U of S. Carolina – Chemistry 105 – Test 2

Flashcard maker : Jessica Forbes
Name of Element that is Named After Mary Cluric
Henri Becquerel (1896)
Experimented with phosphorescence of certain materials (uranium)
Earnest Rutherford (1899)
Found that alpha rays could be stopped by thin pieces of paper. Whereas beta rays were only stopped by at least 0.5 cm of lead
Paul Villard (1900)
Discovered the high energy, extremely penetrating gamma ray having characteristics of light waves. Very damaging to human tissue
Madame (Marie) Curie
Won the noble prize along with Henri Bacquerel for their work on radioactivity

She discovered that some elements are more radioactive than others

The result of a natural change of an isotope of one element into an isotope of a different element resulting in a nuclear reaction
Protons and Neutrons

During a nuclear reaction the number of nucleons is conserved but the identity of the element changes by emitting a particle or a ray

Alpha Emitters
Radioactive decay of an atom resulting in the release of an Alpha particle ad changing the identity of the atom
Alpha Particle
Helium Nuclei (He)

Decreases an element’s electrons by 2
Decreases an element’s atomic mass by 4

Beta Emitters
Radioactive decay of an atom resulting in the release of a Beta particle and changing the identity of the atom
Beta Particle
An electron

Adds 1 electron to an element

Gamma Rays
Highly energetic protons that is released by the excess energy remaining after a nucleus emits an alpha or beta particle
Positron Emission
A proton is converted to a neutron

An element loses 1 electron

Stability of Atomic Nuclei
Based on relative number of protons and neutrons
*Mass number as least twice as large as the atomic number (with the exception of Hydrogen isotopes)
**When a greater neutron/proton ratio exists (beta decay occurs)
**When a greater proton/neutron ratio exists (positron emission occurs)
**For elements greater than atomic number 83 (alpha emission occurs decreasing the number of protons and neutrons by 2)
Half Life
The time required for exactly 50% of the original material to decay
Radio Carbon Dating
Determining the age of a sample using the carbon-14 isotope
Gamma Rays (Applications of Radioactivity)
From cobalt-60 and cesium-137 are used to irradiate food
Food Radiation
Retards the growth of organisms such as molds, bacteria, and yeasts
Two Ways Radioactive Isotopes Are Used
Diagnosis and Therapy
Radioisotopes are inserted into the patients body allowing an image to be produced of the problem area
Large amounts of energy are released when heavy atomic nuclei split
Large amounts of energy are released when small atomic nuclei are combined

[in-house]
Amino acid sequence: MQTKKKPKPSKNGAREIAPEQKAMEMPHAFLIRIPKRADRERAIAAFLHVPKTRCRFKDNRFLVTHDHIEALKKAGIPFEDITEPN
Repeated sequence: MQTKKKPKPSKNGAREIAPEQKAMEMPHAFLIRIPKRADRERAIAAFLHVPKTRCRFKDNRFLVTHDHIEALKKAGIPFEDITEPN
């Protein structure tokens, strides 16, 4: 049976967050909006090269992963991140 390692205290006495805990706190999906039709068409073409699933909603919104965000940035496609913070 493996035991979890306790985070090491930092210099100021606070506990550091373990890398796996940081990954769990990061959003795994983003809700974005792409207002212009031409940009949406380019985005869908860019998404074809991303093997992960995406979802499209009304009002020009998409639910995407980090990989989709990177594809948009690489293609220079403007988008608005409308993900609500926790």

*Releases as much energy as fission with fewer radioactive by-products
Octet Rule
In forming bonds, main-group elements gain, lose, or share electrons to achieve a stable electron configuration with eight valence electrons
Ionic Bond
The attraction between positive and negative ions
Ionic Compounds
Compounds composed of positive and negative ions
Formula Unit
In ionic compounds, the simplest ratio of oppositely charged ions that gives an electrically neutral unit
Lewis Dot Symbols
The valence electrons, represented by dots, are placed around the symbol until they are used up or until all 4 sides are occupied

**Can be used along with the octet rule to predict formulas for ionic compounds

Binary Compound
Chemical compound composed of one metal and one non-metal
**Cation = metal = common name
**Anion = non-metal = name ends in -ide

Example: NaCl Sodium Chloride

Polyatomic Ion
A group of atoms with a net charge that behaves as a single particle
Covalent Bond
A bond in which 2 atoms share electrons to achieve a noble gas configuration
Lewis Structure
Electron dot representation of valence electrons in a molecule
Bonding Pair
Pair of electrons shared between 2 atoms in a molecule
Nonbonding Pair
Unshared pair of valence electrons in a molecule
Compounds containing only carbon and hydrogen
Hydrocarbons with carbon-carbon single bonds
Saturated Hydrocarbons
Hydrocarbons that are alkanes
Double Bond
A bond in which 2 pairs of electrons are shared between atoms
Triple Bond
A bond in which three pairs of electrons are shared between atoms
The ability of an atom to attract electrons toward itself
**Increases from left to right on the periodic table and from top to bottom
Non-Polar Bonding
Describes a bond or molecule in which charge is evenly distributed, with no positive or negative regions
Polar Bonding
Describes a bond or molecule in which charge is unevenly distributed, creating positive and negative regions. Based on differences in electronegativity
Shapes of Molecules
Determined from the number of bonding pairs and the number of Ion pairs on the central atom
A compound that conducts electricity when melted or dissolved in water
A compound that does not conduct electricity when melted or dissolved in water, or does not separate into ions in water
Intermolecular Forces
Attractive forces that act between molecules; weaker than covalent bonds
Dipole-Dipole Forces
Attractive forces between polar molecules
London Dispersion Force
*Very weak small molecules
*Very strong large molecules
*All molecules contain it
Hydrogen Bonding
Attraction between a hydrogen atom bonded to a highly electronegative atom (O,N,F) and an electronegative atom in another or the same molecule
Fixed shape and fixed volume, non-compressible, very strong intermolecular forces
Variable shape but fixed volume, strong intermolecular forces, non-compressible
Variable shapes and volume, compressible, weak intermolecular forces

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